The 27-member bloc will return to the capital city of Kabul as Brussels seeks to co-ordinate aid efforts and the continued evacuation of some Afghans, UK based newspaper Financial Times (FT) reported.
This move comes at a time when the international community is working on ways to deal with the country's new leadership. The bloc has said it heading for a "calibrated approach" to the outfit, pursuing engagement with the administration, without recognizing them.
The EU's diplomatic and security arm, plans to reopen a representative office that would house its officials and could be used by diplomats from member states, the FT report said.
Last month, the EU sent an exploratory mission to Afghanistan to assess the feasibility of sending diplomats back to Kabul, hoping to find a way to implement a pledged regional aid package worth about one billion euros.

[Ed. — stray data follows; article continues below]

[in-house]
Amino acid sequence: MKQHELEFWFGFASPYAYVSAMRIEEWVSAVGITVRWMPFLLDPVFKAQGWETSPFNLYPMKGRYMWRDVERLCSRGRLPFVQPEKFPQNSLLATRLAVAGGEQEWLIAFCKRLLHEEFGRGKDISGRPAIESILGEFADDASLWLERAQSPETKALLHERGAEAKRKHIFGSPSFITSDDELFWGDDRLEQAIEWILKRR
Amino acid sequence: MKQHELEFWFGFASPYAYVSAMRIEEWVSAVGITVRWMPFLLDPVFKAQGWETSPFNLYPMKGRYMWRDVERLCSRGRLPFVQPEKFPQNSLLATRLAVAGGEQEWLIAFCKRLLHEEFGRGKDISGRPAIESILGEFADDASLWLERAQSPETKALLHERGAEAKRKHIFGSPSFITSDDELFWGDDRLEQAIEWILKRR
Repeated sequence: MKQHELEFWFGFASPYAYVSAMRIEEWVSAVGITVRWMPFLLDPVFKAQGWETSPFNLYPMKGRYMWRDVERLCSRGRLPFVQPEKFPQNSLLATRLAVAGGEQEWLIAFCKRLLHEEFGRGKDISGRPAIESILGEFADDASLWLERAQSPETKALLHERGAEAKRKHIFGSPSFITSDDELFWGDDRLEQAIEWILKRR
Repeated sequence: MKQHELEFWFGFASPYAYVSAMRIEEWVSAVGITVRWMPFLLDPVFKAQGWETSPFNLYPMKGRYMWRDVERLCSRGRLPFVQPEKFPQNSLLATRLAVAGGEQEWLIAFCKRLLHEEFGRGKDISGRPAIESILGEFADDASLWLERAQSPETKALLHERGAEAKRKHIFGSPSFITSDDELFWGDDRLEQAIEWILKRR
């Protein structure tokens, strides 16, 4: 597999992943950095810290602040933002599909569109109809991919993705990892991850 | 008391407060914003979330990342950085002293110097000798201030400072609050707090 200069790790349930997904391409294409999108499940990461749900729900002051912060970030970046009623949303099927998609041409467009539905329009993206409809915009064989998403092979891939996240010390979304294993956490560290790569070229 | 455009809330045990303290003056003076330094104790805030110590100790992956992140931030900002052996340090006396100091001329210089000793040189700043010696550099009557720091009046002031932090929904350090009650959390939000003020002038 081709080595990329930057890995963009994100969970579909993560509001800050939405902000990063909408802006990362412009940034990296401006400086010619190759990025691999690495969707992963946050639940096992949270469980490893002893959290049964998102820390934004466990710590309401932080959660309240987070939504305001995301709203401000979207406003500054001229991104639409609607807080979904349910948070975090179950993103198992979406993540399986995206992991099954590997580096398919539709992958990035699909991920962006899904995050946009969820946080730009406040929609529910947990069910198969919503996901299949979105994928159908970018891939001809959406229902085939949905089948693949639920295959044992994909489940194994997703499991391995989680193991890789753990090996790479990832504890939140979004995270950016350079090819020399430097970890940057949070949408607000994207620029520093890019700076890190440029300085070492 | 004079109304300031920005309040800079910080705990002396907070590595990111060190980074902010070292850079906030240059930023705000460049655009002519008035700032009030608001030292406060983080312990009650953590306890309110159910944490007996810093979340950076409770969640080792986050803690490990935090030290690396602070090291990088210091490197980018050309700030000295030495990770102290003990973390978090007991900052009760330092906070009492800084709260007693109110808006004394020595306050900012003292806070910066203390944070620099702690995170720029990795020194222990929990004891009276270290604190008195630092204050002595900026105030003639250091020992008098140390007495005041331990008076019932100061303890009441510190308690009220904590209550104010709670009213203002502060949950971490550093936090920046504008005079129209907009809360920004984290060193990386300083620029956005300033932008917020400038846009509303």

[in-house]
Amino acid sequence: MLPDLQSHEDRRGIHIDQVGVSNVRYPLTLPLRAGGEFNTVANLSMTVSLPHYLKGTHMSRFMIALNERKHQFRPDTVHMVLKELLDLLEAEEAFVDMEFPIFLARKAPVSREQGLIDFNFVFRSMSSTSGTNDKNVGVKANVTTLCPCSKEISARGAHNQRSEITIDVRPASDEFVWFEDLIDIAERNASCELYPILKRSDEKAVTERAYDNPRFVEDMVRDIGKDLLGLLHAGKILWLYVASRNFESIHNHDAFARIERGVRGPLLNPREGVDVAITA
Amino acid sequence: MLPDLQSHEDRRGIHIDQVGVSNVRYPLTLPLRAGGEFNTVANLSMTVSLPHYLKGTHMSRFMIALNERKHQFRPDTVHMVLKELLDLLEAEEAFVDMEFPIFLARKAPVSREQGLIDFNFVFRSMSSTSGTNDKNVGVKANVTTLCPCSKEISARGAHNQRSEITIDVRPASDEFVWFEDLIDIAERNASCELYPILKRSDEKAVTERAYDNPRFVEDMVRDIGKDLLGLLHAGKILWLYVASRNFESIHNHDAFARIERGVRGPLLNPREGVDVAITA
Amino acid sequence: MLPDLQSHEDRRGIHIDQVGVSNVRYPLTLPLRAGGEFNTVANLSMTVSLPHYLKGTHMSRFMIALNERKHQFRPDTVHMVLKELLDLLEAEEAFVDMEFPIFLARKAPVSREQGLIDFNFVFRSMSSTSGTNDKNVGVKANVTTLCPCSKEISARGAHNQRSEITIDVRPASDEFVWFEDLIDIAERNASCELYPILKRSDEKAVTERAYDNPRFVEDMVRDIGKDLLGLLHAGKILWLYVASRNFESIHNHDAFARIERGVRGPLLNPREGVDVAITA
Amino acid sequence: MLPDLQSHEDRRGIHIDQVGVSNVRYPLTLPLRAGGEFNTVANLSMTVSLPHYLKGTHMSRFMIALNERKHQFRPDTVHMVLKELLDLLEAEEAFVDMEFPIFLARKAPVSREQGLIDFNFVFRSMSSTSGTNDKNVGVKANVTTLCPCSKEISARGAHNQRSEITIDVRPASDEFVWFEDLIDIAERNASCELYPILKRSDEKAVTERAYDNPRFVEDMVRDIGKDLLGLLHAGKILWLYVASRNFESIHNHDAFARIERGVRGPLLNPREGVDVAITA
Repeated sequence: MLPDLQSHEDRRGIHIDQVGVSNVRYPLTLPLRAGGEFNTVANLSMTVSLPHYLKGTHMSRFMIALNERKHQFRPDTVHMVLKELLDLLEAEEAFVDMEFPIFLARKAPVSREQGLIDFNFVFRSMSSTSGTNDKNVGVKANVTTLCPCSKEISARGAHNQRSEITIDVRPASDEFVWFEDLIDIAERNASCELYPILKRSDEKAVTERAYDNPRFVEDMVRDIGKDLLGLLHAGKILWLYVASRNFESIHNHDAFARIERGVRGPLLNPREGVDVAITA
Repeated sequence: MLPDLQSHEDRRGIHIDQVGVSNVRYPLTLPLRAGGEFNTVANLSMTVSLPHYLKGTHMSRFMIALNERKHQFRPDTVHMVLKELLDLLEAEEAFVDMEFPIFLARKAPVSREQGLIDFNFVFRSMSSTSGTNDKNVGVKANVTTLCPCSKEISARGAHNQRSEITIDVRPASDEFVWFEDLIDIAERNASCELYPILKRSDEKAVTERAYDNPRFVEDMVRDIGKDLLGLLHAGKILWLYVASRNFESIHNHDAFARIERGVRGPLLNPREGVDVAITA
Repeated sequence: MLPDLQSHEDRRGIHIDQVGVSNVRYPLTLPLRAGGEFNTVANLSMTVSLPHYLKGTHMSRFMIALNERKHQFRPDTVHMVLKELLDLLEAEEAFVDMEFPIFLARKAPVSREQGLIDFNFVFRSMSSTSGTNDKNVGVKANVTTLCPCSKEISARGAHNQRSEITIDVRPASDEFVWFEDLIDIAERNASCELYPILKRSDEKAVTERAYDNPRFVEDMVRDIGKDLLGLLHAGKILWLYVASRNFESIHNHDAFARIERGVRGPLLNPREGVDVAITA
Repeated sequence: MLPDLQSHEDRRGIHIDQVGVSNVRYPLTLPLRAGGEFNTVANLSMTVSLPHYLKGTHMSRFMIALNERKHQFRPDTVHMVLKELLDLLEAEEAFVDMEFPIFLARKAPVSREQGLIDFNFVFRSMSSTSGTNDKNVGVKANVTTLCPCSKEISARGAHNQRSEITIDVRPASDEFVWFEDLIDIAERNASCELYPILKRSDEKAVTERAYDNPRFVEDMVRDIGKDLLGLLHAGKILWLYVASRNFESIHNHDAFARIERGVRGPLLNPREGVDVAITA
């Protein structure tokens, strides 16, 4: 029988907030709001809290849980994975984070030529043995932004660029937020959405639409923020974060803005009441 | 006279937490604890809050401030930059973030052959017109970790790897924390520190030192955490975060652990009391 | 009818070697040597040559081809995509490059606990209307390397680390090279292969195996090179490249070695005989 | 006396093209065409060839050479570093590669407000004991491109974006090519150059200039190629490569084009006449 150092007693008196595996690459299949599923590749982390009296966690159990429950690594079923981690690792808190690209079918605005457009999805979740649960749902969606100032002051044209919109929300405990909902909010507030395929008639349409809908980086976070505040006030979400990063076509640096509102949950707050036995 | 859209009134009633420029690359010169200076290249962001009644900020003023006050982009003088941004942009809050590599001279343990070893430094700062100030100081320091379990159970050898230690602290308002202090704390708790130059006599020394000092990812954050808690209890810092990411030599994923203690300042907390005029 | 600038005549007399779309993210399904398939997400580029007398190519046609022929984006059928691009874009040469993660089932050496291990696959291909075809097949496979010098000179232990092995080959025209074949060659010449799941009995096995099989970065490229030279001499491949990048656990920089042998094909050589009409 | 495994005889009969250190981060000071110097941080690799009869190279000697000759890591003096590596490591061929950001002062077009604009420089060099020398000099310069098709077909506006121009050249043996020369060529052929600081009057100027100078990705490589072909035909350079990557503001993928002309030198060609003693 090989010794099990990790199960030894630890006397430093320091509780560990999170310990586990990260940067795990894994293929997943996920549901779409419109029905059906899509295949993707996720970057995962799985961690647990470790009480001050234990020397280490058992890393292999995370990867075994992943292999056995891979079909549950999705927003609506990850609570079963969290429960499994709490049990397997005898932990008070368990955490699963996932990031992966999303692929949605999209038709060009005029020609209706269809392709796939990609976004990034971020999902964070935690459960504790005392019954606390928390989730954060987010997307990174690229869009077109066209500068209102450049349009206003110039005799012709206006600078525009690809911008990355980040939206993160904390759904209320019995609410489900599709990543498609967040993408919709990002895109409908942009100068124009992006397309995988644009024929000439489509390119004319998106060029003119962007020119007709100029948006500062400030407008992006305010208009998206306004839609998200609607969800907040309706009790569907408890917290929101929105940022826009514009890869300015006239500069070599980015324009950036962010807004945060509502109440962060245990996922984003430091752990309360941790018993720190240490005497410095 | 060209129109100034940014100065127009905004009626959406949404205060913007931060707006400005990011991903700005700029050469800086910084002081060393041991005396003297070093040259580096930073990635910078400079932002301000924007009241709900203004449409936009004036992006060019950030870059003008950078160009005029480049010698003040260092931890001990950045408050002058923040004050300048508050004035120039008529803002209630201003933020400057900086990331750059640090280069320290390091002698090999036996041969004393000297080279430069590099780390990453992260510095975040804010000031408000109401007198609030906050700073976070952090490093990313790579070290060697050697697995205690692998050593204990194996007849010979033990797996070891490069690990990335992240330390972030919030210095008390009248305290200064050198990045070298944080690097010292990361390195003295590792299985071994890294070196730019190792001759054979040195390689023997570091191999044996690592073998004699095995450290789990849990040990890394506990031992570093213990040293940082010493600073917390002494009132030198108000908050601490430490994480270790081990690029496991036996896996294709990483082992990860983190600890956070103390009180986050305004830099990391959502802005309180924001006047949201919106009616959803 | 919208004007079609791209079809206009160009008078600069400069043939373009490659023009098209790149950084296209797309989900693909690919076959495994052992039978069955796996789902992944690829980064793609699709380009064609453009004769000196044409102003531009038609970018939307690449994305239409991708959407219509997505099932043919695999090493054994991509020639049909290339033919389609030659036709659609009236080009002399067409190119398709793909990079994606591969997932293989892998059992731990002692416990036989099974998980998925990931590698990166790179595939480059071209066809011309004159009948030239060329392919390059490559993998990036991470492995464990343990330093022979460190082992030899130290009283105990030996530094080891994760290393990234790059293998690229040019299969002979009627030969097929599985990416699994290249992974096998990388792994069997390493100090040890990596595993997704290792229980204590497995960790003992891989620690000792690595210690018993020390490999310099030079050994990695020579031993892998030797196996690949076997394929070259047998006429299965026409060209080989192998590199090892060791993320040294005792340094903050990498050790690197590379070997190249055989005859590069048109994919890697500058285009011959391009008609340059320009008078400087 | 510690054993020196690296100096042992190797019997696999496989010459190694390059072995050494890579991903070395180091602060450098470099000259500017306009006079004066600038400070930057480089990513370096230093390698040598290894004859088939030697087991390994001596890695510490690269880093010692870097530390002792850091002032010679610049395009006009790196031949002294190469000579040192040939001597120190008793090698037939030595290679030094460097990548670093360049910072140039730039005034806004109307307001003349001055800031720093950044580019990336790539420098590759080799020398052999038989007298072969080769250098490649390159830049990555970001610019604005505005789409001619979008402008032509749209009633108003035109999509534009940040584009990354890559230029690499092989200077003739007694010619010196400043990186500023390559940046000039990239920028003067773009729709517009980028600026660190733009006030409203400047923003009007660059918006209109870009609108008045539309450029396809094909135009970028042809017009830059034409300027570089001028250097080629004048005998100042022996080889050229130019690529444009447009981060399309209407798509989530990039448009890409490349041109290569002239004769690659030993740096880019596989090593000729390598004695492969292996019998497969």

Nabila Massrali, the EU spokesperson for Foreign Affairs and Security Policy, said that "a final decision has not been taken yet" on the security provision.
"We can confirm that we are working on establishing a minimal presence on the ground. For security reasons, we cannot enter into the details," the spokesperson said in a statement to the FT.
"As we have repeatedly said, this is not a sign of recognition. We want to be able to better assist the Afghan people who need our help by being closer and, inevitably, we need to engage with the Taliban," she added.
Earlier this month, the EU chief Ursula von der Leyen had announced a billion-euro EU aid package for Afghanistan to avert a major humanitarian and socioeconomic collapse.